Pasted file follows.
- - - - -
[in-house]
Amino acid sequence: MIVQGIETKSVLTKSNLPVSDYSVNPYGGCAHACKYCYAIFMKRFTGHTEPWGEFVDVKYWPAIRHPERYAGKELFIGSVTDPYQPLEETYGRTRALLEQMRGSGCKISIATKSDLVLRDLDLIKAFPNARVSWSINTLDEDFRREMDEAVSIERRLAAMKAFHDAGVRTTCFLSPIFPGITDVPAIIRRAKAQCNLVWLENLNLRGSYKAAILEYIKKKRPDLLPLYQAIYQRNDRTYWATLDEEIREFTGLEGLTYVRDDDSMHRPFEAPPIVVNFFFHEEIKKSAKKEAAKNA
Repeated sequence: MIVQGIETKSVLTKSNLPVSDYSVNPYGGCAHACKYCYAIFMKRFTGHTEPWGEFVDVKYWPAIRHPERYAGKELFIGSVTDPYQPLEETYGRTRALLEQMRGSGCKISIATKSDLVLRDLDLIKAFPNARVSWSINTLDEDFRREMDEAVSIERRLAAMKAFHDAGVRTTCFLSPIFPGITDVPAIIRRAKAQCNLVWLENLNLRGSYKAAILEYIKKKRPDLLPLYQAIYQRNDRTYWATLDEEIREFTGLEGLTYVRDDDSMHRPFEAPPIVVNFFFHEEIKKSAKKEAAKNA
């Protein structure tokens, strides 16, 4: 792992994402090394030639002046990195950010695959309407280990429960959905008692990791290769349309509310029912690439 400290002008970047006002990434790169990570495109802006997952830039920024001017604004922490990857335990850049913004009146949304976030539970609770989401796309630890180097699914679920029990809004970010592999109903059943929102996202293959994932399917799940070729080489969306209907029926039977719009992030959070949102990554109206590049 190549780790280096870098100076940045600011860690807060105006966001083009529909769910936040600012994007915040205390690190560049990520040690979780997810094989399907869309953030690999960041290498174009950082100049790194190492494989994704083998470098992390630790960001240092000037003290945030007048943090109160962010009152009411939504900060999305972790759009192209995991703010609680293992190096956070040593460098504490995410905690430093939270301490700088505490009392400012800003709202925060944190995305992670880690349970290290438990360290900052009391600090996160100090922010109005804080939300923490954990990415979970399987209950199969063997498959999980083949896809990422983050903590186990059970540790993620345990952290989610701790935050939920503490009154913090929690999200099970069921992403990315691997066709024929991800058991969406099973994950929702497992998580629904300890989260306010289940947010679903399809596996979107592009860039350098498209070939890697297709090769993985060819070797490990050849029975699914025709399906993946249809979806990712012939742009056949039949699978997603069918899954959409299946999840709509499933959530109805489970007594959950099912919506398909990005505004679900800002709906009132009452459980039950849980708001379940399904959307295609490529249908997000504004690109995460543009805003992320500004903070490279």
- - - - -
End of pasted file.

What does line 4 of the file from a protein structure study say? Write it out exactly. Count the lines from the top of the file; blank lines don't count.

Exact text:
């Protein structure tokens, strides 16, 4: 792992994402090394030639002046990195950010695959309407280990429960959905008692990791290769349309509310029912690439 400290002008970047006002990434790169990570495109802006997952830039920024001017604004922490990857335990850049913004009146949304976030539970609770989401796309630890180097699914679920029990809004970010592999109903059943929102996202293959994932399917799940070729080489969306209907029926039977719009992030959070949102990554109206590049 190549780790280096870098100076940045600011860690807060105006966001083009529909769910936040600012994007915040205390690190560049990520040690979780997810094989399907869309953030690999960041290498174009950082100049790194190492494989994704083998470098992390630790960001240092000037003290945030007048943090109160962010009152009411939504900060999305972790759009192209995991703010609680293992190096956070040593460098504490995410905690430093939270301490700088505490009392400012800003709202925060944190995305992670880690349970290290438990360290900052009391600090996160100090922010109005804080939300923490954990990415979970399987209950199969063997498959999980083949896809990422983050903590186990059970540790993620345990952290989610701790935050939920503490009154913090929690999200099970069921992403990315691997066709024929991800058991969406099973994950929702497992998580629904300890989260306010289940947010679903399809596996979107592009860039350098498209070939890697297709090769993985060819070797490990050849029975699914025709399906993946249809979806990712012939742009056949039949699978997603069918899954959409299946999840709509499933959530109805489970007594959950099912919506398909990005505004679900800002709906009132009452459980039950849980708001379940399904959307295609490529249908997000504004690109995460543009805003992320500004903070490279």